Topics and Categories for Global-Critical Philosophy of Religion: NEH-supported mini-conference and essay collection

On March 18-20, 2022, nearly two dozen global-critical philosophers of religion will participate in a NEH-supported mini-conference that explores alternative sets of topics, methods, and aims for global-critical philosophy of religion. Presentations will later be developed as essays and collected into a volume to be published with Bloomsbury.

Since at least the European Enlightenment, the core topics of western philosophy of religion have consisted of the nature and existence of God, the problem of evil, and the immortality of the soul. These topics are implicitly taken as natural or rational, even used in some cases as the fundamental categories for global philosophy of religion. Witness, for example, the multi-million-dollar “Global Philosophy of Religion Project” recently funded by the John Templeton Foundation at the University of Birmingham, which deploys the categories of existence and nature of deities, death and immortality, and evil and suffering in the world “to make progress on central issues in the philosophy of religion by incorporating multi-religious perspectives” ( But what if philosophy of religion had begun in some other place or at some other time? Would its core categories of inquiry resemble those of contemporary western philosophy of religion?

This mini-conference and essay collection addresses these questions, exploring what the core topics (as well as the methods and aims) of philosophy of religion might have been (or actually were or are) in socio-historical contexts, religio-philosophical traditions, and methodological-theoretical orientations other than contemporary, western philosophy of religion (especially in its analytic mode). In doing so this volume of essays challenges the implicit claim that the core topics of western philosophy of religion are somehow natural or rational and therefore well-suited for global philosophy of religion. It also provides a wealth of resources for those seeking to develop philosophies of religion with greater degrees of globality and criticality, and it offers inspiration for those seeking to reimagine different fundamental starting points and categories of inquiry for “global-critical philosophy of religion.”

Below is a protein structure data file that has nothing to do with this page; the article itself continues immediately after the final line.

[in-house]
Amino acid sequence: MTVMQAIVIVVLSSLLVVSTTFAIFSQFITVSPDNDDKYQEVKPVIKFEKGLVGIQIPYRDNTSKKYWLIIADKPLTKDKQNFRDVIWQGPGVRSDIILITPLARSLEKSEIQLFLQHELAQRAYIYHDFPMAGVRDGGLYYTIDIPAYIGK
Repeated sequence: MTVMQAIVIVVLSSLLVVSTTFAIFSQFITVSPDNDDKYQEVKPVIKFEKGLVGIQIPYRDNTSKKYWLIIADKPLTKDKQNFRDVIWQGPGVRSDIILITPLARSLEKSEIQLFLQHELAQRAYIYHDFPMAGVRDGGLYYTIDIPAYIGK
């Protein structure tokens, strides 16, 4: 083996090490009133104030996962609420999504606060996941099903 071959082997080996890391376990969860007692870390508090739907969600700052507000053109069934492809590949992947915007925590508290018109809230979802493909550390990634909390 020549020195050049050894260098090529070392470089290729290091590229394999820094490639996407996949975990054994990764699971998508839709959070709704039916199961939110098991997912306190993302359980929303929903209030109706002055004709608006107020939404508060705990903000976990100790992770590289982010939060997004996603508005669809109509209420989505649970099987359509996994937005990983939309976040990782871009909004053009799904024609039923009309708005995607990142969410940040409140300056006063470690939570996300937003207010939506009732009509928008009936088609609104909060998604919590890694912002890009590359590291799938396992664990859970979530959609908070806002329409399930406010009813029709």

For more information about the conference, especially about attending or participating, please contact Tim Knepper.


Bilimoria, Purushottama. Graduate Theological Union

Detwiler, Fritz. Adrian College

Dickman, Nathan Eric. University of the Ozarks

Dolinsek, Cody. Drake University

Gorisse, Marie-Hélène. University of Birmingham

Hustwit, Jeremy. Methodist University

Kalmanson, Leah. Drake University

Knepper, Timothy. Drake University – project director

Komjathy, Louis. University of San Diego

Kopf, Gereon. Luther College – project co-director

Loewen, Nathan. University of Alabama – project co-director

Moyo, Herbert. University of KwaZulu Natal

Ogunnaike, Ayodeji. Bowdoin College

Ogunnaike, Oludamini. University of Virginia

Park, Jin. American University

Patil, Parimal. Harvard University

Rostalska, Agnieszka. Ghent University

Schilbrack, Kevin. Appalachian State University

Simmons, J. Aaron. Furman University

Singh, Nikky. Colby College

Weed, Laura Weed. The College of Saint Rose